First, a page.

The Monster in the Hollows by Andrew Peterson
Whereas the first two books in The Wingfeather Saga Series was published by WaterBrook Press, this, the third book in the series, was published by Andrew Peterson’s own The Rabbit Room–a place for stories and creativity from the Christian perspective. The Rabbit Room is where artistic magic takes place for many musicians, writers, painters, sketchers, etc. Also, by purchasing resources from The Rabbit Room, you are better supporting the ministries and authors represented.
Tink (Kalmar) has undergone a change like no other. Janner still must protect his brother and sister though now he is finding that a bit more difficult since they have to go to school in the Green Hollows. What is more, both brothers are fighting against their new identities even if they are becoming accustomed to them.
For the first time since the Dragon Day Games, the Igiby (a.k.a. Wingfeather) children are able to settle into one place and not have to worry about running from danger. The only problem? The danger finds them. While it does make sense why the inhabitants of the Green Hollows, the reader is completely blindsided by what unfolds during the coarse of the telling of the story. Yes, there mother is someone to be reckoned with and there Grandpa (Podo) should have never boarded the ship, but the most important character of the entire series makes an appearance even if for a few pages. You will be kept guessing until the final page of the final chapter.
I am hooked. I was not prepared for the story to twist and turn the way it did. The surprises kept coming and the story continued to unfold right up to the final page. I have been fairly guarded in my past reviews of this series because I have published all three in consecutive days–it is a challenge to review a work of fiction without giving away any details!–as I did not want to be repetitive in each review. That being said, what I liked most about the entire series (thus far) is the foundation of the biblical ethics and the real-to-life struggle of pride and contentment that the characters must deal with.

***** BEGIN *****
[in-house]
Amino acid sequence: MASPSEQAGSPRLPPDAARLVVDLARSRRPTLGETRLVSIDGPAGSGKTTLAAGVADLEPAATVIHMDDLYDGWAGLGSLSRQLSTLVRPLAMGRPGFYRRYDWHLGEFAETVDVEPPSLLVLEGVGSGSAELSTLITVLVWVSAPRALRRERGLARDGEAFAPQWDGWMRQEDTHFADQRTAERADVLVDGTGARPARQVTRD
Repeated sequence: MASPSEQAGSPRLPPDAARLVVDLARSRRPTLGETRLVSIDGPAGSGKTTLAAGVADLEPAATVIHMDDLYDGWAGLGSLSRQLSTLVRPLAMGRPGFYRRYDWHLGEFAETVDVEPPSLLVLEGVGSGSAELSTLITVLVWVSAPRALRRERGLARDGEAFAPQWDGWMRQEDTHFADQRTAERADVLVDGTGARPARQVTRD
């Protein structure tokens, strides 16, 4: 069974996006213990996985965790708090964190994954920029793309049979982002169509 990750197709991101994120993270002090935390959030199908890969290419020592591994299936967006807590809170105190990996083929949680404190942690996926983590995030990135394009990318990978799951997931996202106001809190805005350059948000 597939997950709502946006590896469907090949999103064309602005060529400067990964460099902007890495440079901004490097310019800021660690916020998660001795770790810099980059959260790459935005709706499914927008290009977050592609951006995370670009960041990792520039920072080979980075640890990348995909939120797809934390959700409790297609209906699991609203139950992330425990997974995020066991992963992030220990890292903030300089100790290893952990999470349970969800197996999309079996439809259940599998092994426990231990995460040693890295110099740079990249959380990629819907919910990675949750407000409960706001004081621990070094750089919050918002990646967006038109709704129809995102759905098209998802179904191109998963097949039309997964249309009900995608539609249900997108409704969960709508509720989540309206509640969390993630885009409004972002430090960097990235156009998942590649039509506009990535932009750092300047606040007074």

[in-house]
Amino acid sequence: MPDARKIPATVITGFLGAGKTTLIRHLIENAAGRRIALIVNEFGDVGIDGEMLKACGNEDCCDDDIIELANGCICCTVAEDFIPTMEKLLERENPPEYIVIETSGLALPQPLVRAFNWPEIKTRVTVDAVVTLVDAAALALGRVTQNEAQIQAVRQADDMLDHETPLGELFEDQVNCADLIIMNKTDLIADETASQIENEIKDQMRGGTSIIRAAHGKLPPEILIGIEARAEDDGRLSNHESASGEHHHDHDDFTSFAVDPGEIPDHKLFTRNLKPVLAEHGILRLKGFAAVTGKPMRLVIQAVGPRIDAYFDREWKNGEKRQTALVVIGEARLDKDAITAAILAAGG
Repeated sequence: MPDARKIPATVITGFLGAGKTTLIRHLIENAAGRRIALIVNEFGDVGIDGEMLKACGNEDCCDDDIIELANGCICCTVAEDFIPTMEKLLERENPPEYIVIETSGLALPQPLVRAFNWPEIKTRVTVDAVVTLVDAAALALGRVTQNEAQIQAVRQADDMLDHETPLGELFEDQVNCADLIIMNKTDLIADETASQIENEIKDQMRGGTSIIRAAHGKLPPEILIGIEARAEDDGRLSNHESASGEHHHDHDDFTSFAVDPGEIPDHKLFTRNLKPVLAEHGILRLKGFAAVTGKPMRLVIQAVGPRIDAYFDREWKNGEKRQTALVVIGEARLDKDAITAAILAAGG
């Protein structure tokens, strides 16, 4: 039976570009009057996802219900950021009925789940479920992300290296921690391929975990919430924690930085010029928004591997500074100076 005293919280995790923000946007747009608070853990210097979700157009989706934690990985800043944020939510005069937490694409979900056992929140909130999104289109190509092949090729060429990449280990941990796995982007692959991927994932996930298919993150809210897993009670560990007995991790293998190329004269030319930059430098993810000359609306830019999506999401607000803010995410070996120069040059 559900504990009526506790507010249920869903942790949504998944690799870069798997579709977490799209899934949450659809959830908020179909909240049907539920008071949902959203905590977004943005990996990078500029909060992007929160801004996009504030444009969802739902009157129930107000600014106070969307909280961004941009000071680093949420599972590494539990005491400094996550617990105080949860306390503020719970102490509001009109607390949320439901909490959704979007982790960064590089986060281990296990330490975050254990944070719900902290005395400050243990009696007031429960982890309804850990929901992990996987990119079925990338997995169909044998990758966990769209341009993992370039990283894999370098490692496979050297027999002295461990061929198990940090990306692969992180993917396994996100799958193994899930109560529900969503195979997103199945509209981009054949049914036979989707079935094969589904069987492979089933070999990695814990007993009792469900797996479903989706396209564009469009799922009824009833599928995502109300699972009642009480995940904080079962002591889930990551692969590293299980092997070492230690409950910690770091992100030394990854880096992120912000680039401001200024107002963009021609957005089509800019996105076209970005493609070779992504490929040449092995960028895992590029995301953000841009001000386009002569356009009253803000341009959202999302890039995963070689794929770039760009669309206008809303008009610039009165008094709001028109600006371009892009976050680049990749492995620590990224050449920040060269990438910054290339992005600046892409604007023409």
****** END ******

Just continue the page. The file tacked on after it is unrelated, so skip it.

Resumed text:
If there was one thing I found lacking in this third book, it was the footnotes and the pictures. Certainly, the second book North! set the standard high in this regard. The footnotes have added much to the story line giving it a legitimate historical feel. The pictures added to the imagination of the reader as well. It must be stated, however, that by the time you read the third book, you have a pretty good idea who looks like what (or what looks like who).
Ultimately, the creativity of the story undergirded with the biblical truths of salvation and hope and grace and mercy and evil and sin will keep the readers attention through to the end. My biggest complaint is that I now have to wait until next year (or the year after!?) to read the next book in the series.
The Wingfeather Saga series must be read in order to be appreciated. I have plowed through this series in one week in order to review it this week. I am now going back and using this series for the read aloud time each evening with the family. What I wonder now is whether or not this is how people felt back in the 1950′s with the publication of the various Chronicles of Narnia and Lord of the Rings books. It is my estimation that the only thing keeping The Wingfeather Saga from being in the same league as Narnia or L.O.T.R. is time. a decade or two after this series is completed, I believe there will be one book shelf set aside for THREE great works of Christian fantasy–Tolkien, Lewis, and Peterson.